Ferry McFerryface is now officially the name of the last ferry in a new fleet of inner harbour vessels.
According to the Australian Broadcasting Corporation, residents were urged to cast their vote for what the vessel should be named through a website setup for the occasion and by using the hashtag #yourferry.
"This one is for the kids", said NSW Transport Minister Andrew Constance.
The remainder have been named after prominent Sydney Aborigines Bungaree and Pemulwuy and Australian medical doctors Victor Chan, Catherine Hamlin and Fred Hollows.
Boaty McBoatface came fourth, but it was ruled out of contention "given [it] was already taken by another vessel", Mr Constance said.
But the country's Maritime Union, whose members staff the ferry fleet, failed to see the amusing side.
Suggested names were supposed to fall into one of three categories to avoid the Boaty McBoatface issue; Arts and Culture, Connections to Sydney Harbour and Science, Environment and Innovation.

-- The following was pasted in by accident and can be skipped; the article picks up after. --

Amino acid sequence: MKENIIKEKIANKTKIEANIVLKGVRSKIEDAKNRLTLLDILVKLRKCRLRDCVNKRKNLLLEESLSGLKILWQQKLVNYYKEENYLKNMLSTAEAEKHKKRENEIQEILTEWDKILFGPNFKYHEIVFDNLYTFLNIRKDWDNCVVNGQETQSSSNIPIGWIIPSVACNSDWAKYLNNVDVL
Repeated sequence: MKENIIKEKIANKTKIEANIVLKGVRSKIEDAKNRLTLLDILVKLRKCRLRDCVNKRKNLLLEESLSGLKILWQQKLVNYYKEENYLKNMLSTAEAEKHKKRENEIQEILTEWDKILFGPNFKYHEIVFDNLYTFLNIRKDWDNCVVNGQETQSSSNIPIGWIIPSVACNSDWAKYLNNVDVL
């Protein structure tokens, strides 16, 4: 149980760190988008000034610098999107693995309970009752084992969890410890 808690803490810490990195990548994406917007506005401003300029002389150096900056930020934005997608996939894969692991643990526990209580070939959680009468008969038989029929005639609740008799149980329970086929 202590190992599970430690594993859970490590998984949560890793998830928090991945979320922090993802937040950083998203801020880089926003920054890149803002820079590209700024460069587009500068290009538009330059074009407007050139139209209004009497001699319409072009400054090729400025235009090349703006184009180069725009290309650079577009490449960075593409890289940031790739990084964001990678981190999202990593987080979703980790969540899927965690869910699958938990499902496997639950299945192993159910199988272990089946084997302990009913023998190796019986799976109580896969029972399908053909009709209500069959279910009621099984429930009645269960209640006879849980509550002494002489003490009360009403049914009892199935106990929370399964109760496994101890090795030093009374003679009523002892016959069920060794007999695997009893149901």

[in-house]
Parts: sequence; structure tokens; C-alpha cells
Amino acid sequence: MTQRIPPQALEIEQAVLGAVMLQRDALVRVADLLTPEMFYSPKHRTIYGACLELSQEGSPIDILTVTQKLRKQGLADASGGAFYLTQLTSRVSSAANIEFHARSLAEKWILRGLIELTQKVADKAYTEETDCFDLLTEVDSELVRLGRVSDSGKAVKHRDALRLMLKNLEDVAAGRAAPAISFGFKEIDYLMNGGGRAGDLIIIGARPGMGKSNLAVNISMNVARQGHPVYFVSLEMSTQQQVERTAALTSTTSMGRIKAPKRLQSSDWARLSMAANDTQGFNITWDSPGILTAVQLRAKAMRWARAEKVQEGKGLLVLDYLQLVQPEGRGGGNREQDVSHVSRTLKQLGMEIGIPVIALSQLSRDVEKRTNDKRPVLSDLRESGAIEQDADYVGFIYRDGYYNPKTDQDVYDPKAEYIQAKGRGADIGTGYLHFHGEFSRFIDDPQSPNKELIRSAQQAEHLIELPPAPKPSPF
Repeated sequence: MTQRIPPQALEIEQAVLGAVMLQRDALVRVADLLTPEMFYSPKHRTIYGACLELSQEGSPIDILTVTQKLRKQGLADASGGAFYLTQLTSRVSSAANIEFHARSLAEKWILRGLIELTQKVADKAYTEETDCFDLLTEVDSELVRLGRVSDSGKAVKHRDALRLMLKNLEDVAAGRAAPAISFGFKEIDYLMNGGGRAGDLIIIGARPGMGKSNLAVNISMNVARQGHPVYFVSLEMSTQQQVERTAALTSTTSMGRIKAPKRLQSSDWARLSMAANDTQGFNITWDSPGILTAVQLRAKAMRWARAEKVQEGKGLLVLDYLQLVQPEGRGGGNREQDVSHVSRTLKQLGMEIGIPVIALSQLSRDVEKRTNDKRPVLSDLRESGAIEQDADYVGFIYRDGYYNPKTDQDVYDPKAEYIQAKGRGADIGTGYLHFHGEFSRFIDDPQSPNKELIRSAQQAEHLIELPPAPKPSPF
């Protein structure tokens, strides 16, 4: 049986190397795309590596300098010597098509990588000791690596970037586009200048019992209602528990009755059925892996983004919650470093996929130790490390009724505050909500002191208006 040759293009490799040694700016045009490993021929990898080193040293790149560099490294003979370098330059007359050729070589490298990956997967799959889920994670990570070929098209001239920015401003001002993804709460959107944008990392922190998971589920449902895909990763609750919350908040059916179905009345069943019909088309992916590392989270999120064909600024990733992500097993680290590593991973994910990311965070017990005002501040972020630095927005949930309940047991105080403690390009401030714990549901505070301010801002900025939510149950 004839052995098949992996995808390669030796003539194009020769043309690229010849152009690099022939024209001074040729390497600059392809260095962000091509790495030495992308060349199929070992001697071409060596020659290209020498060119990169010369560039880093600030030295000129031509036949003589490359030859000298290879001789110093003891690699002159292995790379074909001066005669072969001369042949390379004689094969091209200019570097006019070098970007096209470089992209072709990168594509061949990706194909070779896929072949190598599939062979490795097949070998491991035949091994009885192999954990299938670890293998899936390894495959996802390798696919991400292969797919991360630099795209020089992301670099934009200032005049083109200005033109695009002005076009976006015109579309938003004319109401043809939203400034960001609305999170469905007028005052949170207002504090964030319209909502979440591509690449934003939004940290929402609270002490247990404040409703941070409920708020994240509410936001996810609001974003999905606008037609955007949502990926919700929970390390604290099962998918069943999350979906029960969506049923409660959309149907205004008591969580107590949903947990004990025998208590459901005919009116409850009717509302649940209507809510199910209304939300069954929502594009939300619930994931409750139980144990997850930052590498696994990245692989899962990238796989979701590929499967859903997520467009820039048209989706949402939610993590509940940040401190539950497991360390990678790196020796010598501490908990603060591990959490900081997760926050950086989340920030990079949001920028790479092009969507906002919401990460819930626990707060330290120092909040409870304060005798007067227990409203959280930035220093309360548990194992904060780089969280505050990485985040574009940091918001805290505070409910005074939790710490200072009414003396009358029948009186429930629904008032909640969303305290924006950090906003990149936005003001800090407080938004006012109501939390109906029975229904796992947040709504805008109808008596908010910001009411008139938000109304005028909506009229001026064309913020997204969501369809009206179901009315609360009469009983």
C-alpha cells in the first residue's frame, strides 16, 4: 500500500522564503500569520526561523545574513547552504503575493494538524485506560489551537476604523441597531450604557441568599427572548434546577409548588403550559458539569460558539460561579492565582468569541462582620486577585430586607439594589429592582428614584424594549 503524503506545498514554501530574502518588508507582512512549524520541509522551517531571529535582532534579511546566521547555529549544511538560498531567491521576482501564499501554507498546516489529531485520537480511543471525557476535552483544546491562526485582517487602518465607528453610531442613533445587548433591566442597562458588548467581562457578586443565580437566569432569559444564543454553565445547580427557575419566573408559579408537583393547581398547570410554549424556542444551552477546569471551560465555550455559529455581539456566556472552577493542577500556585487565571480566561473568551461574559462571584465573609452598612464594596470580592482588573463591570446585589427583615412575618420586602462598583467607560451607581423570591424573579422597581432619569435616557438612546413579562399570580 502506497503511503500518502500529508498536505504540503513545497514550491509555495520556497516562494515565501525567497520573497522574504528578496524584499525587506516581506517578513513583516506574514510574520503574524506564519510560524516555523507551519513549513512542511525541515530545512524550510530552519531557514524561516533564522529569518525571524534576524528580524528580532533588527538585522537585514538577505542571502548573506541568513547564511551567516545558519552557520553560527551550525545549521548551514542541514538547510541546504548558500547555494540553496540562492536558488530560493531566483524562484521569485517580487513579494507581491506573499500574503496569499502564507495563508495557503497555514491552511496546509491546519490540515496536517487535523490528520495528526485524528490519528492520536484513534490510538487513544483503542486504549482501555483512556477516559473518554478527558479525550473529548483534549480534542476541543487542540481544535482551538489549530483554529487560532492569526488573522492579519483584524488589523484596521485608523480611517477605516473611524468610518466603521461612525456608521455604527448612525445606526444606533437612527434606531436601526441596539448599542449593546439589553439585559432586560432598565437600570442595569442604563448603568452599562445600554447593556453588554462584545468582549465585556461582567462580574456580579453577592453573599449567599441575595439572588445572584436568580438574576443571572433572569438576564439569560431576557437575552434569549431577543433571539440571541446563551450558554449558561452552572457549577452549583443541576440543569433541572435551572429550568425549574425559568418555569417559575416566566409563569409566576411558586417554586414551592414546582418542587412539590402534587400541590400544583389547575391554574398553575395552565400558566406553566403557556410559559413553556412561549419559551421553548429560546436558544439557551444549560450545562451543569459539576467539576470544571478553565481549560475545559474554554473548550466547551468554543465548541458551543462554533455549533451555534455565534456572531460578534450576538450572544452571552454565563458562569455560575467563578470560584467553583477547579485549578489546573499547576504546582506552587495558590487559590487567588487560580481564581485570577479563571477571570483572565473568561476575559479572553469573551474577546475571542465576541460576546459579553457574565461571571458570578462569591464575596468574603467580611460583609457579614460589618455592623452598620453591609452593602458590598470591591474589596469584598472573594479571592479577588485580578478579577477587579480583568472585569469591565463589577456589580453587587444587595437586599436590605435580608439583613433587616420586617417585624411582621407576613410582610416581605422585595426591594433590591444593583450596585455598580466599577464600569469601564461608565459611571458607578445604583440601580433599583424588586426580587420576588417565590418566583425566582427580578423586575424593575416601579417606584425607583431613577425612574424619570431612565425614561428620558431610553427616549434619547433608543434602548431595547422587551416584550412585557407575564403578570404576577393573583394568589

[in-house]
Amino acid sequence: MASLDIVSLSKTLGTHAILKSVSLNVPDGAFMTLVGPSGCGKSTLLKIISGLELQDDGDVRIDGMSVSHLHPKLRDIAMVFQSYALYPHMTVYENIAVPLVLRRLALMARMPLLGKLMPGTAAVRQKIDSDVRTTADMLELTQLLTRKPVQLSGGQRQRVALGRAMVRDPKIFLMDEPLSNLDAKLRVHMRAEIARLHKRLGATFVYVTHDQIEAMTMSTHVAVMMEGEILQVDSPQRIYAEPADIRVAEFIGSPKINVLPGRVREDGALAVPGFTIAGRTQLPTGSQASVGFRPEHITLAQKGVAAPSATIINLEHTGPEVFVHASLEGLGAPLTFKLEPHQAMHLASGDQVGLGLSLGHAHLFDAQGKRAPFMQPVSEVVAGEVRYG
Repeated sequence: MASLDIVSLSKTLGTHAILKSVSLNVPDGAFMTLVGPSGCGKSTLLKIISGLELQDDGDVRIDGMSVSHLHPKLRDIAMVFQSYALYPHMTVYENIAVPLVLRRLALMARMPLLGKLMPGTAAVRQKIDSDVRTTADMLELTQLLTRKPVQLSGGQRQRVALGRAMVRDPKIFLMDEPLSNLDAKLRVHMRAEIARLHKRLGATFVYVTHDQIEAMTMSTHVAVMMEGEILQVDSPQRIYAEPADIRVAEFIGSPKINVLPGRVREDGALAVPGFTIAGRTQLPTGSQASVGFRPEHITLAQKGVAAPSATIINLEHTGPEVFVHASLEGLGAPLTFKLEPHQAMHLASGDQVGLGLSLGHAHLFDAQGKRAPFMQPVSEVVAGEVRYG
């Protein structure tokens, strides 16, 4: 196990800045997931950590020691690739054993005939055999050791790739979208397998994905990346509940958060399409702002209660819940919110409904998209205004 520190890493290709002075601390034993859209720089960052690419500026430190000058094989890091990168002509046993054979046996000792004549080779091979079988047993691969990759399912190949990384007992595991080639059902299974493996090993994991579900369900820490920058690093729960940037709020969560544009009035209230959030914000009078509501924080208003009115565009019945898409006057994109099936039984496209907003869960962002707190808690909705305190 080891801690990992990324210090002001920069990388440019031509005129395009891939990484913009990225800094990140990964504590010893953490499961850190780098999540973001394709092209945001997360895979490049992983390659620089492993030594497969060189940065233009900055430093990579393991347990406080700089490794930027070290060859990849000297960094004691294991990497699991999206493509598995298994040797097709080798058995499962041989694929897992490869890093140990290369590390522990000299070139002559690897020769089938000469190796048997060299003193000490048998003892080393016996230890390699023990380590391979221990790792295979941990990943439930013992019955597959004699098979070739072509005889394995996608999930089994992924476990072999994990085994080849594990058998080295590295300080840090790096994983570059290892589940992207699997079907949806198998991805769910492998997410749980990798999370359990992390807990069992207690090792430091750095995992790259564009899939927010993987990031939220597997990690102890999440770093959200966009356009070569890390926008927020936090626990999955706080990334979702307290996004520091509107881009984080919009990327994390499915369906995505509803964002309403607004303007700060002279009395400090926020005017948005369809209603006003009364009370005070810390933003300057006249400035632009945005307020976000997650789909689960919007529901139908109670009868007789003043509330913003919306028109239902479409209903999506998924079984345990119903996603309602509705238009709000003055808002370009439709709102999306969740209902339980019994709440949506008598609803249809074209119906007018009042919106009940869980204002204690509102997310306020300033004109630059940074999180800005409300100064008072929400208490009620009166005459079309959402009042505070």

"The transport minister is demonstrating here that he treats public transport as a joke", Garrett told 2GB radio.
'We're wondering why Sydney Harbour has to suffer a second-hand joke from the United Kingdom, ' he said.
The ferries, which will ply the harbours around Sydney, will carry up to 400 passengers. The name Boaty McBoatface was then given to a submersible boat on the ship.
The ferry is one of a new fleet to be put to use in Sydney, and joins a trend of copycats since last year's United Kingdom vote - including a Swedish train named Trainy McTrainface and a racehorse, also from Sydney, called Horsey McHorseface.
A New Zealand-bred racehorse named "Horsey McHorseface" with its own Twitter account has also become a cult hit, after breaking through for his first win in Sydney in June.